Tuesday, 2 September 2008

Google Crome Goes Beta

Google Launched Chrome, their new browser in a slightly unusual way this morning (02 Sept 08), sending a cartoon strip (drawn by Scott McCloud) to google based blog site blogoscoped. They later said that this was an error and that the comic should not have been sent out prior to the launch. The 38 page comic explained how browsing the internet was changing, the technology behind their new browser, why they had built it from scratch and what it meant to the user. This was not only a very creative approach to explaining very complex technology, but a very effective one.

The Beta which is available for download now, is limited to the pc platform at this time (mac and linux versions promised to follow shortly).The Beta launched in 100 counties simultaneously, and is available to all users, rather than being invite only or users having to sign up to a waiting list.

Google's website states 'Chrome is a browser that combines a minimal design with sophisticated technology to make the web faster, safer, and easier' .

Sundar Pinchai, VP Product Management, and Linus Upson, Engineering Director say on their blog "all of us at Google spend much of our time working inside a browser. We search, chat, email and collaborate in a browser. And in our spare time, we shop, bank, read news and keep in touch with friends - all using a browser. Because we spend so much time online, we began seriously thinking about what kind of browser could exist if we started from scratch and built on the best elements out there. We realized that the web had evolved from mainly simple text pages to rich, interactive applications and that we needed to completely rethink the browser. What we really needed was not just a browser, but also a modern platform for web pages and applications, and that's what we set out to build."

Many google watchers have been speculating that google would introducing a browser for some time, building on their knowledge of the search engine industry and web aps. Initial response to the release has been good, with many key bloggers and technologists giving it great reviews already. My experience has been that the beta seems to be not only stable, but very fast.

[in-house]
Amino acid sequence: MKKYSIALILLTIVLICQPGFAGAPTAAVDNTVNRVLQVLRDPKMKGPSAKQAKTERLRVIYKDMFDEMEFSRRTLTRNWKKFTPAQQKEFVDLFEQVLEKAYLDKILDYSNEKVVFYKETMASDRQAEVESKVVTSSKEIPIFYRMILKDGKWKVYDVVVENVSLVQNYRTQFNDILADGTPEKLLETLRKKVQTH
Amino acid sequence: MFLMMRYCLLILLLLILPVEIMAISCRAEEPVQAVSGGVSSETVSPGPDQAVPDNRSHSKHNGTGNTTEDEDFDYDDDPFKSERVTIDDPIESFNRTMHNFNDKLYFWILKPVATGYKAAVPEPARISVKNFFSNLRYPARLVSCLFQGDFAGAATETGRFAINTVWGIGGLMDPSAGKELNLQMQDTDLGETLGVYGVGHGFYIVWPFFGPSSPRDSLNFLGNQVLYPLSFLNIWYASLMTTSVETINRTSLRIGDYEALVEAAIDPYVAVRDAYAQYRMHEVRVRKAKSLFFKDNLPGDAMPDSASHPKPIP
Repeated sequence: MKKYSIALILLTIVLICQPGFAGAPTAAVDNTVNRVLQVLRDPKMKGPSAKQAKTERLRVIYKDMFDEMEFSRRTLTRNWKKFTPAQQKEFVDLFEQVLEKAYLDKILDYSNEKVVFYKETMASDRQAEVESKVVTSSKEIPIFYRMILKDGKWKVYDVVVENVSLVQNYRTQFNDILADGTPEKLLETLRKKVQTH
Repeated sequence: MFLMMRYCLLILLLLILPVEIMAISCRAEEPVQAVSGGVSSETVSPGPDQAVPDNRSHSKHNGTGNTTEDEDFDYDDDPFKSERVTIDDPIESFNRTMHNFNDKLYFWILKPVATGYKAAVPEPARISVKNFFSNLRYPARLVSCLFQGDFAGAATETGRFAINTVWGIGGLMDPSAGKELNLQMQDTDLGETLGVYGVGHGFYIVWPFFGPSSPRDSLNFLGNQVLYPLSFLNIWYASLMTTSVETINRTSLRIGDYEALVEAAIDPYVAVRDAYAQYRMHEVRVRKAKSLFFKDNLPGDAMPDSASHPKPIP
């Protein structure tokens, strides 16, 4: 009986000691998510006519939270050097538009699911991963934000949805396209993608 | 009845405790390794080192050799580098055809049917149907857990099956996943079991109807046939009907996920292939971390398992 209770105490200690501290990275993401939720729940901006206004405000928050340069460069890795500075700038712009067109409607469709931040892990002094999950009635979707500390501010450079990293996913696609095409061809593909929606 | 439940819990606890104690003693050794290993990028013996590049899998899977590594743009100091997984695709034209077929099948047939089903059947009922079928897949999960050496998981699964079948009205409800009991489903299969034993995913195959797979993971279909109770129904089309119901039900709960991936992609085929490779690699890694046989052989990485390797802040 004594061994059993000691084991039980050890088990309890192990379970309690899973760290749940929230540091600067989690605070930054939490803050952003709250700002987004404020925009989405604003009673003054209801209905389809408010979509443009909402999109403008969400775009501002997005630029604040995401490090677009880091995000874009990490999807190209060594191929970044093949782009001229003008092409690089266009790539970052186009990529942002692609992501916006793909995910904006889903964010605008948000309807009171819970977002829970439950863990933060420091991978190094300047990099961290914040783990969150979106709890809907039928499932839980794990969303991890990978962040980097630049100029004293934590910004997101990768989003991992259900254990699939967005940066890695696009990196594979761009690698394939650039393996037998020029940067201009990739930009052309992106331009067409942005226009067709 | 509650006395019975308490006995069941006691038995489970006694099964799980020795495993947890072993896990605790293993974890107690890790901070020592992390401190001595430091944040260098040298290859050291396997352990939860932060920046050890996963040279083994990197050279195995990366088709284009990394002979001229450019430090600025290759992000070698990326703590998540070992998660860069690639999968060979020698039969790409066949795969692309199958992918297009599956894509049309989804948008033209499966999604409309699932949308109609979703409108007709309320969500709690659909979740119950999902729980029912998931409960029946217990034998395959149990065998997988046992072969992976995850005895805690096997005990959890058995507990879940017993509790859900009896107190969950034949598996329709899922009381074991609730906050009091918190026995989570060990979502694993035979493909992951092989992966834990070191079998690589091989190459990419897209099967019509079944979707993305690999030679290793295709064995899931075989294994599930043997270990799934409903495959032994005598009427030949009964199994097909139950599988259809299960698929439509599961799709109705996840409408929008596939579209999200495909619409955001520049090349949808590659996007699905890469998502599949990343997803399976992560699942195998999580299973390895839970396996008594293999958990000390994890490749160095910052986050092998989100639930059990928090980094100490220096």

Some of the key features are; the One box for everything, essentially the search bar and address bar have been combined so you can enter a url or a search term into the same box. They have managed to make this simple and intuitive, in a very elegant way, using colour and shade, so that while the whole url is displayed the root part of the url stands out, so you know exactly where you are.

Crash control, these days tabbed browsing is pretty much the norm, but the more tabs you have open the more chance that one tab will freeze, and usually when that happens the whole browser freezes, but chrome operates each process in its own memory, and offers a task manager like control over these processes.

Incognito Mode, sometimes you may not want to have your browsing saved in the browser history, or to have store cookies stored (for example if you have a family computer and want to purchase a surprise gift for your wife online without her knowing) but you may not want to delete your whole history or all your cookies. Incognito mode allows you to easily switch between privacy levels.

Open source, the code for chrome is available to developers, so they can write their own plug-ins and add-on, increasing the functionality of the platform.

So i guess the big question is will i be switching to chrome? While i would love to answer that with a simple yes, i'm going to have to answer with "its complicated!". For a start i do some of my work on a mac, so i can switch quite yet, also by favourite plug in's are not yet available for chrome, and it doesn't have the functionality of flock for social networking, or run some of the new microsoft products like live mesh or photosynth. So while i'll certainly be doing some of my browsing (especially when doing research online) i won't be using it for everything just yet!